“Oh, the unspeakable greatness of that exchange,—the Sinless One is condemned, and he who is guilty goes free; the Blessing bears the curse, and the cursed is brought into blessing; the Life dies, and the dead live; the Glory is whelmed in darkness, and he who knew nothing but confusion of face is clothed with glory.” Trailady

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A person God turned around many times.

Thursday, November 06, 2014

Back to the basics, Pt. 1

2004 Hubble Ultra Deep Field
“That which was from the beginning, which we have heard, which we have seen with our eyes, which we have looked upon, and our hands have handled, of the Word of life; (For the life was manifested, and we have seen it, and bear witness, and shew unto you that eternal life, which was with the Father, and was manifested unto us;)” (1Jn. 1:1,2).
“Thus saith the LORD, Stand ye in the ways, and see, and ask for the old paths, where is the good way, and walk therein, and ye shall find rest for your souls.” (Jer. 6:16).
We need to recapture the first priorities. We need to never forget the basics. Prophecies are utterly essential. They possess an urgency that the world needs to hear. Yet, they can never be the foundation of the kingdom of God. They are branches of the stock. They are walls built upon the foundation. They are not the stock; they are not the foundation. Redemption from Christ is the foundation. The love of God is the foundation upon which we may safely study and teach and preach the fearful prophecies. We need to weave the love of God into the prophecies of God, and settle it that the God of love is the God of the prophecies.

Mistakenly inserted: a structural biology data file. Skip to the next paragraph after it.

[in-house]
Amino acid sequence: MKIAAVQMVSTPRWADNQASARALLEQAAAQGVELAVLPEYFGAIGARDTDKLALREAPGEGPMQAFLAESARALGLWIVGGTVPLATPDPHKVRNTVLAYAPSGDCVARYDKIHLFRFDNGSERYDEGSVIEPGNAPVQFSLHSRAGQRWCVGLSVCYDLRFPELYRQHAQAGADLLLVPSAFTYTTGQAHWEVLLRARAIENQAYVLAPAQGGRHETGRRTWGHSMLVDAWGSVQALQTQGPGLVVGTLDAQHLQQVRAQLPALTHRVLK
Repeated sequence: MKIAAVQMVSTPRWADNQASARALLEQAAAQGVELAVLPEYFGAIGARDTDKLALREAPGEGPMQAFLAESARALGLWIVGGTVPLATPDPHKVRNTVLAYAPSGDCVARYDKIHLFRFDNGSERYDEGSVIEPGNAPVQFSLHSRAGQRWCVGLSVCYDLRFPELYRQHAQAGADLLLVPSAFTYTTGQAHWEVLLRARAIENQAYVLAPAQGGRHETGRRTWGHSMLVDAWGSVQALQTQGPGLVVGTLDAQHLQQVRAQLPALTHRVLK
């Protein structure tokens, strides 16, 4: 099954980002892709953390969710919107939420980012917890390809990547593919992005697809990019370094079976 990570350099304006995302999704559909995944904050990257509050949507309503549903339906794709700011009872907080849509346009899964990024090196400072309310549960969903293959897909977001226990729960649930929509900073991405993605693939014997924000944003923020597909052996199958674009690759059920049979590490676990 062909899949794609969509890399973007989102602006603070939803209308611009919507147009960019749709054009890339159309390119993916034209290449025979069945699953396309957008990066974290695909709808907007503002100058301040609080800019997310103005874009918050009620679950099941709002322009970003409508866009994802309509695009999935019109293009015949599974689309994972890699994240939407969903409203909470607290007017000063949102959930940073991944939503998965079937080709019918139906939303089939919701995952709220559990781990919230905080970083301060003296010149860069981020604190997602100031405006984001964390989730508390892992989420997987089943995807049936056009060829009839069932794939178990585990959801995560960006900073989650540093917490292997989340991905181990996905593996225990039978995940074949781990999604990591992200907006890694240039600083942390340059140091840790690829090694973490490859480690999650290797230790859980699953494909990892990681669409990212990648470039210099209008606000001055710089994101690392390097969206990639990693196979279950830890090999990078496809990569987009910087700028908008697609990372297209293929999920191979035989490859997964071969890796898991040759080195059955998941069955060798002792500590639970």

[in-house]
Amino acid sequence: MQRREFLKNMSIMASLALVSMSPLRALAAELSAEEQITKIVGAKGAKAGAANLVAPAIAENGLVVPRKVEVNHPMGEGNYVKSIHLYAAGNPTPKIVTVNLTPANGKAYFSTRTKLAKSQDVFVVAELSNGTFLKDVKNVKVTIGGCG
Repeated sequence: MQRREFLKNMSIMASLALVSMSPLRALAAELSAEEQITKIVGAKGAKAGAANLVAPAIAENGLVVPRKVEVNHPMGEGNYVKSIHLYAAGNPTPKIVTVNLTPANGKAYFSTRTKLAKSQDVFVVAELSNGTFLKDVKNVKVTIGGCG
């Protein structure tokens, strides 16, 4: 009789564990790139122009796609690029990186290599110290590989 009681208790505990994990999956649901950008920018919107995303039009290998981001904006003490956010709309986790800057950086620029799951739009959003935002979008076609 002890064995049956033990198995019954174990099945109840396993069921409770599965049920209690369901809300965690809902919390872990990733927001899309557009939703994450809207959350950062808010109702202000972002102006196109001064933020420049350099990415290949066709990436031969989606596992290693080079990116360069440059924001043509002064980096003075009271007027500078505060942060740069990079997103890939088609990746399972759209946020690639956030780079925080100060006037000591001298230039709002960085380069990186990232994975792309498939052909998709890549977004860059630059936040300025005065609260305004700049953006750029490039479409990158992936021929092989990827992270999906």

“For other foundation can no man lay than that is laid, which is Jesus Christ.” (1Cor. 3:11). The goodness of God, conviction of the Spirit of truth, confession and repentance, the new heart and new creature, the fruits and the gifts of the Spirit of God; these are the foundation. We can live on a foundation without walls and a roof, yes. But, that would be a harsh living and a funny-looking one, too.
But, never can anyone live inside of walls and under a roof without the foundation. In an instant, the city would condemn such a dwelling. The weight of the structure would cause the walls to settle, and then the roof would weigh heavier on one side, and soon cave in under the tremendous weight of the roof.
This says much concerning the everlasting gospel. It must be strong enough to endure 2,000 years. A Savior, a perfect representative of God, sinless in every respect, could alone lay the right foundation for the house of God. His kingdom must endure forever. Christ is the center of God’s kingdom; therefore, Christ must remain the center of the gospel. He is the central attraction.